Monday, November 21, 2016

All About Eve

If the dialogue's the thing, 1950's ALL ABOUT EVE is easily one of the best films in the history of the medium. We can all quote great lines from films of every era, from the dawn of the talkies through the latest knucklehead comedy du jour, but few are as acidicly witty as director Joseph L. Mankiewicz's near nonstop gems as spoken by his divine cast:

1. Bette Davis as aging Broadway star Margo Channing.  At age forty Davis herself was at a career crossroads after a series of not so well received films. ALL ABOUT EVE gave her a role she was perhaps born to play - a worldy, cynical, downright bitchy celebrated leading lady who harbors deep seated insecurities despite a teflon veneer.  Much of the Davis persona is embodied in Margo, from the husky voice used to spout off those great lines to the near micro facial expressions and confident body language.  Watch her motions in a living room scene with....

2. Gary Merrill as Bill Sampson, Margo's stage director and younger love interest.  Merrill holds his own/plays off nicely against his costar.  Their heated debates are as electric in execution as they are erudite.

3. Hugh Marlowe as writer Lloyd Richards, a volatile personality with a (fragile?) ego to match.  There's plenty of quiet smoldering in some scenes, fire in others. Marlowe is a perfect vehicle through which Mankiewicz  makes points about writing vs. acting, as to which is ultimately what makes a play (or movie) great.  The writer may often be considered a mere carpenter in Hollywood, but in the theater world he is a god among mere mortals.  This would not include many actors.

4. Celeste Holm plays Lloyd's wife, Karen, not among the temperamental thespians in their creative yet vital in manners beyond mere matrimony and friendship.  Margo, Gary, Hugh, and Karen are a close knit group of caustics who make sport of those less sophisticated than themselves.  One night Karen happens upon such an individual....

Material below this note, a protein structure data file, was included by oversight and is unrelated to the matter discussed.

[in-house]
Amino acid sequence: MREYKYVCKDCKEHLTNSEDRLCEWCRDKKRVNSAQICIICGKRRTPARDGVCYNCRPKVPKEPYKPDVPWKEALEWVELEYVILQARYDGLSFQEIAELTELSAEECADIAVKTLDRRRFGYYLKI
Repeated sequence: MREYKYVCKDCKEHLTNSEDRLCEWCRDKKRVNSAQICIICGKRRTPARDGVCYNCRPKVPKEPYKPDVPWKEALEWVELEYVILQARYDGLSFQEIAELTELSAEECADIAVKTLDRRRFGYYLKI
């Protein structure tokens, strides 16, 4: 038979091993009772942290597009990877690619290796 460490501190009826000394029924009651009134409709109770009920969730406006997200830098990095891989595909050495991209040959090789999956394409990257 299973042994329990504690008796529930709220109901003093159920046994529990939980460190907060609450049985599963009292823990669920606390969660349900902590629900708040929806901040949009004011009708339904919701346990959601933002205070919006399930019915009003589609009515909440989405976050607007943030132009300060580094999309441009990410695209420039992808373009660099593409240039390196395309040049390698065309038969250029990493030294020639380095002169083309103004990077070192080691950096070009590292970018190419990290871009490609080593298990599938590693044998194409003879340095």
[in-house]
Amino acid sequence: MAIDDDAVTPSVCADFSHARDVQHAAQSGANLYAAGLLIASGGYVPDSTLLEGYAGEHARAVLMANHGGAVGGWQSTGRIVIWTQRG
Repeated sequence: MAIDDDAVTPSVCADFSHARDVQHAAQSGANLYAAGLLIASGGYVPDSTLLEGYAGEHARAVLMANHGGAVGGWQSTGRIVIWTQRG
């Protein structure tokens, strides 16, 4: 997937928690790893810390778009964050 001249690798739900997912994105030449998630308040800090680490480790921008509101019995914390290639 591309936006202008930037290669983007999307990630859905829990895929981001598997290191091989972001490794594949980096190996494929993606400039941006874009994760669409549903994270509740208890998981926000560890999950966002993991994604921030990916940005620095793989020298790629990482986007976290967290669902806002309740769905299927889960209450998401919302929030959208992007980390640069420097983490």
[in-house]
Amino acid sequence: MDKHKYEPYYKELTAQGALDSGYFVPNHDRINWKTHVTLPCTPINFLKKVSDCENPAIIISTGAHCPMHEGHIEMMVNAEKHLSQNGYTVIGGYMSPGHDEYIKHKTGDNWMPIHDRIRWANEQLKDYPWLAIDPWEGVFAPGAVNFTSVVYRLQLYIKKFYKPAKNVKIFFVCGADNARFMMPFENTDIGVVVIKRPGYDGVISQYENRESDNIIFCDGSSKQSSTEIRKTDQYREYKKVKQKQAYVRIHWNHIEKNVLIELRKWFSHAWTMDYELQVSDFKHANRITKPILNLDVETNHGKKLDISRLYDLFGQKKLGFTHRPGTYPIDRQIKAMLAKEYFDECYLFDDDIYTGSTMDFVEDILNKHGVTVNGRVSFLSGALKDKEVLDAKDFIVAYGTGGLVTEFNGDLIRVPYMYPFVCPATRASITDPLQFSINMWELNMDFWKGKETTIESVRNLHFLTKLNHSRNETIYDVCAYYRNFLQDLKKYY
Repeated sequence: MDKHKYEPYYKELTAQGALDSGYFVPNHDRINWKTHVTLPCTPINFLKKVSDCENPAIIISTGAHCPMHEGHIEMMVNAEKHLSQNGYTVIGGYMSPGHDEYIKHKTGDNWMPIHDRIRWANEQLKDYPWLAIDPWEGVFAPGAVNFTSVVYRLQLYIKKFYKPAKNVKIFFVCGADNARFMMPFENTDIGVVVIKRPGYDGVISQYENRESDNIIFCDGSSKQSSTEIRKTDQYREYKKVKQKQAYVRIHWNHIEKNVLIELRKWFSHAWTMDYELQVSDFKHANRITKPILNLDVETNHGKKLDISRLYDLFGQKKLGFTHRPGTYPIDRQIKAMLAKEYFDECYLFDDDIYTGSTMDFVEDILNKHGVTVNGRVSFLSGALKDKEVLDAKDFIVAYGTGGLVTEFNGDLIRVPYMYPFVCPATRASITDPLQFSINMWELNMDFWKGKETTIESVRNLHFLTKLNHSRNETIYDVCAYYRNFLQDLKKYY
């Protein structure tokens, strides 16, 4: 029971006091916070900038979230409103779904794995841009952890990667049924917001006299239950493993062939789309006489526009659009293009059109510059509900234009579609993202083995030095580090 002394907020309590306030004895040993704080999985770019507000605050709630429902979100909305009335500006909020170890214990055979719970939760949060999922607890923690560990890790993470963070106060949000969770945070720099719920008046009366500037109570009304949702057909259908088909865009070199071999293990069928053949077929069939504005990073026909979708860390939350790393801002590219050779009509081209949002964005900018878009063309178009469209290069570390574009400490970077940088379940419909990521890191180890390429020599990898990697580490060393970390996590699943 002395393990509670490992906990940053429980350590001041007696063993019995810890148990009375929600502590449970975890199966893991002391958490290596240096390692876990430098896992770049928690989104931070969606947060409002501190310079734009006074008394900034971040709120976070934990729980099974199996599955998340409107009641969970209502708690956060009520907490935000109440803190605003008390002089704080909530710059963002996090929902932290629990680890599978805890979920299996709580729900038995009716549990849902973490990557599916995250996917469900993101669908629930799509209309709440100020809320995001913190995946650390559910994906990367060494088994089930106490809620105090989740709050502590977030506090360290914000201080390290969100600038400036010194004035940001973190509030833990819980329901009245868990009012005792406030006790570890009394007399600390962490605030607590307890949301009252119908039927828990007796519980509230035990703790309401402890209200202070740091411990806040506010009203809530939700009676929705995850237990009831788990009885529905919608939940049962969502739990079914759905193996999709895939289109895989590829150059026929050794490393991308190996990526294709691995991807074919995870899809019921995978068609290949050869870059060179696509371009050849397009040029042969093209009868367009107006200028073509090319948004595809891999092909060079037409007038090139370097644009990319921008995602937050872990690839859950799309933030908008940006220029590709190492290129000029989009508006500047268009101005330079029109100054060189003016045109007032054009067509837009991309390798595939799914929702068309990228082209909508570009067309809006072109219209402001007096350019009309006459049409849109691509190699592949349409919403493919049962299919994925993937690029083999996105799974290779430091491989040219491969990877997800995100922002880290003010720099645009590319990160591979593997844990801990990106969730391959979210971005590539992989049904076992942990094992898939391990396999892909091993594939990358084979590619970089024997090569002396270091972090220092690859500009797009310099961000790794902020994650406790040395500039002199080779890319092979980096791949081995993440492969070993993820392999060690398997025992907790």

5. Anne Baxter as the titular Eve.  A soft spoken, humble young woman found outside in the shadows of the theater where Margo performs nightly.  Eve claims she's seen every single performance.  Soon she's chatting with the inner circle, then playing her assistant.  Eve is smart and thorough, but also quite obsequieous and sycophantic.  Is she plotting to dethrone Queen Margo as darling of the Great White Way?

6. Thelma Ritter is Birdie, Margo's sharp tongued maid, who sees right through Eve's faux nicieties from the start.


7. George Sanders as critic Addison DeWitt, whose every word reveals a steel trap brain and frozen core.  His opening narration is positively stellar.  Your inner snob (should you indeed house one) will positively rejoice.

How Eve slithers her way to the top is classic backbiting, seized opportunities, attempted seductions. Baxter is a revelation.... But Eve's past and her torrent of lies may catch up with her, leading to a rather tricky alliance with DeWitt.

But don't let me spoil it.  Find your own way to that lengthy finale, a revealing "passing of the baton" that perfectly caps the scheming ways of Ms. Eve Harrington.

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